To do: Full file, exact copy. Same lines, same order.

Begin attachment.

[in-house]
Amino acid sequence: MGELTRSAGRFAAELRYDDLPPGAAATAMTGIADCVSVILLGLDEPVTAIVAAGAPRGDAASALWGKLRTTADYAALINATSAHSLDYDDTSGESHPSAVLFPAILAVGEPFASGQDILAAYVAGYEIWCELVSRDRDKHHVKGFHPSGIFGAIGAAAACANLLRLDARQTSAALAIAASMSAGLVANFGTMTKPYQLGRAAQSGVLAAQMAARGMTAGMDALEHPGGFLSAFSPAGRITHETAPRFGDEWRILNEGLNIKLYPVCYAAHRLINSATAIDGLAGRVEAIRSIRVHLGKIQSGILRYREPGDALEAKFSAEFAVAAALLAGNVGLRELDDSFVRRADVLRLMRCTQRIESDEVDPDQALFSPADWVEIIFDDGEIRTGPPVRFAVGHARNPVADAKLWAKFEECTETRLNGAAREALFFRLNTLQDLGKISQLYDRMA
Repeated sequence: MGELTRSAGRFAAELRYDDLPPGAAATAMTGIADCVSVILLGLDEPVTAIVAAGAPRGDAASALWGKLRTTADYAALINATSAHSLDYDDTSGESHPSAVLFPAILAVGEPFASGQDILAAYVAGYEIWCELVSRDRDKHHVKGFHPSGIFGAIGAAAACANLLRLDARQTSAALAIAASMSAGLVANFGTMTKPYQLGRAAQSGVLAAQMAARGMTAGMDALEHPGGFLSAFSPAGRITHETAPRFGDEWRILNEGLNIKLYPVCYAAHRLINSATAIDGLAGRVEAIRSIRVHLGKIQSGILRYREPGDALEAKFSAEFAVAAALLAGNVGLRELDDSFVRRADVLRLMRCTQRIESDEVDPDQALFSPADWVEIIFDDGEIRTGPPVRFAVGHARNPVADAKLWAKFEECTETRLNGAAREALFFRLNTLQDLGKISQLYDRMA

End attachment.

[in-house]
Amino acid sequence: MGELTRSAGRFAAELRYDDLPPGAAATAMTGIADCVSVILLGLDEPVTAIVAAGAPRGDAASALWGKLRTTADYAALINATSAHSLDYDDTSGESHPSAVLFPAILAVGEPFASGQDILAAYVAGYEIWCELVSRDRDKHHVKGFHPSGIFGAIGAAAACANLLRLDARQTSAALAIAASMSAGLVANFGTMTKPYQLGRAAQSGVLAAQMAARGMTAGMDALEHPGGFLSAFSPAGRITHETAPRFGDEWRILNEGLNIKLYPVCYAAHRLINSATAIDGLAGRVEAIRSIRVHLGKIQSGILRYREPGDALEAKFSAEFAVAAALLAGNVGLRELDDSFVRRADVLRLMRCTQRIESDEVDPDQALFSPADWVEIIFDDGEIRTGPPVRFAVGHARNPVADAKLWAKFEECTETRLNGAAREALFFRLNTLQDLGKISQLYDRMA
Repeated sequence: MGELTRSAGRFAAELRYDDLPPGAAATAMTGIADCVSVILLGLDEPVTAIVAAGAPRGDAASALWGKLRTTADYAALINATSAHSLDYDDTSGESHPSAVLFPAILAVGEPFASGQDILAAYVAGYEIWCELVSRDRDKHHVKGFHPSGIFGAIGAAAACANLLRLDARQTSAALAIAASMSAGLVANFGTMTKPYQLGRAAQSGVLAAQMAARGMTAGMDALEHPGGFLSAFSPAGRITHETAPRFGDEWRILNEGLNIKLYPVCYAAHRLINSATAIDGLAGRVEAIRSIRVHLGKIQSGILRYREPGDALEAKFSAEFAVAAALLAGNVGLRELDDSFVRRADVLRLMRCTQRIESDEVDPDQALFSPADWVEIIFDDGEIRTGPPVRFAVGHARNPVADAKLWAKFEECTETRLNGAAREALFFRLNTLQDLGKISQLYDRMA